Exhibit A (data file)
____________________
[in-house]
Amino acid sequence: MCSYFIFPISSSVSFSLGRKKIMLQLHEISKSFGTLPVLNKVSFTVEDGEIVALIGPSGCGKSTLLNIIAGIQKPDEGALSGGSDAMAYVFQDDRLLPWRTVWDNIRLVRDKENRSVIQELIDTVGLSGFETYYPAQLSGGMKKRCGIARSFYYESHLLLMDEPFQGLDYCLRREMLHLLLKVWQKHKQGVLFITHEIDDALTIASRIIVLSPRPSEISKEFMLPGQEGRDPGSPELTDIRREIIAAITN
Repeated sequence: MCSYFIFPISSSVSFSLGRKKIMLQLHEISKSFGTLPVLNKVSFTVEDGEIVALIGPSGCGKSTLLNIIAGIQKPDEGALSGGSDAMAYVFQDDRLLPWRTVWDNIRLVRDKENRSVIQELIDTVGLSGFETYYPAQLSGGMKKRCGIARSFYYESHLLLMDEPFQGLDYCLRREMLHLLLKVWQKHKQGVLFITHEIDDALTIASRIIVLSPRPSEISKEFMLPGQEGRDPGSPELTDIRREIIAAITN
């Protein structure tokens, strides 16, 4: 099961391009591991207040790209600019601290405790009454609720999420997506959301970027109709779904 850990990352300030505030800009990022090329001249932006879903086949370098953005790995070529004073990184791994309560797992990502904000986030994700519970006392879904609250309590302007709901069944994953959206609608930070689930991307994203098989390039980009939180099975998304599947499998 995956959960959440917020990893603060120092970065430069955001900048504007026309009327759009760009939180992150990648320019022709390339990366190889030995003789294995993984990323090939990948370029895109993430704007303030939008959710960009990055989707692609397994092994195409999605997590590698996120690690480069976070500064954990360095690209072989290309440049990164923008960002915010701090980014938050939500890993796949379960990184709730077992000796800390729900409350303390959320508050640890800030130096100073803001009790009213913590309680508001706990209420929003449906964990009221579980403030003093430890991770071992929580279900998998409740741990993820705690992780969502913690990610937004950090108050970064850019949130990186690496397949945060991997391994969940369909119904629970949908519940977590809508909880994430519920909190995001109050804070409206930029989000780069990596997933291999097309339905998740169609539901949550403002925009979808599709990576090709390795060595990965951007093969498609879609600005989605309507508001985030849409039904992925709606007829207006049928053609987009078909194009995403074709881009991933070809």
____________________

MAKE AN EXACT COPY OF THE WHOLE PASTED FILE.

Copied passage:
[in-house]
Amino acid sequence: MCSYFIFPISSSVSFSLGRKKIMLQLHEISKSFGTLPVLNKVSFTVEDGEIVALIGPSGCGKSTLLNIIAGIQKPDEGALSGGSDAMAYVFQDDRLLPWRTVWDNIRLVRDKENRSVIQELIDTVGLSGFETYYPAQLSGGMKKRCGIARSFYYESHLLLMDEPFQGLDYCLRREMLHLLLKVWQKHKQGVLFITHEIDDALTIASRIIVLSPRPSEISKEFMLPGQEGRDPGSPELTDIRREIIAAITN
Repeated sequence: MCSYFIFPISSSVSFSLGRKKIMLQLHEISKSFGTLPVLNKVSFTVEDGEIVALIGPSGCGKSTLLNIIAGIQKPDEGALSGGSDAMAYVFQDDRLLPWRTVWDNIRLVRDKENRSVIQELIDTVGLSGFETYYPAQLSGGMKKRCGIARSFYYESHLLLMDEPFQGLDYCLRREMLHLLLKVWQKHKQGVLFITHEIDDALTIASRIIVLSPRPSEISKEFMLPGQEGRDPGSPELTDIRREIIAAITN
């Protein structure tokens, strides 16, 4: 099961391009591991207040790209600019601290405790009454609720999420997506959301970027109709779904 850990990352300030505030800009990022090329001249932006879903086949370098953005790995070529004073990184791994309560797992990502904000986030994700519970006392879904609250309590302007709901069944994953959206609608930070689930991307994203098989390039980009939180099975998304599947499998 995956959960959440917020990893603060120092970065430069955001900048504007026309009327759009760009939180992150990648320019022709390339990366190889030995003789294995993984990323090939990948370029895109993430704007303030939008959710960009990055989707692609397994092994195409999605997590590698996120690690480069976070500064954990360095690209072989290309440049990164923008960002915010701090980014938050939500890993796949379960990184709730077992000796800390729900409350303390959320508050640890800030130096100073803001009790009213913590309680508001706990209420929003449906964990009221579980403030003093430890991770071992929580279900998998409740741990993820705690992780969502913690990610937004950090108050970064850019949130990186690496397949945060991997391994969940369909119904629970949908519940977590809508909880994430519920909190995001109050804070409206930029989000780069990596997933291999097309339905998740169609539901949550403002925009979808599709990576090709390795060595990965951007093969498609879609600005989605309507508001985030849409039904992925709606007829207006049928053609987009078909194009995403074709881009991933070809």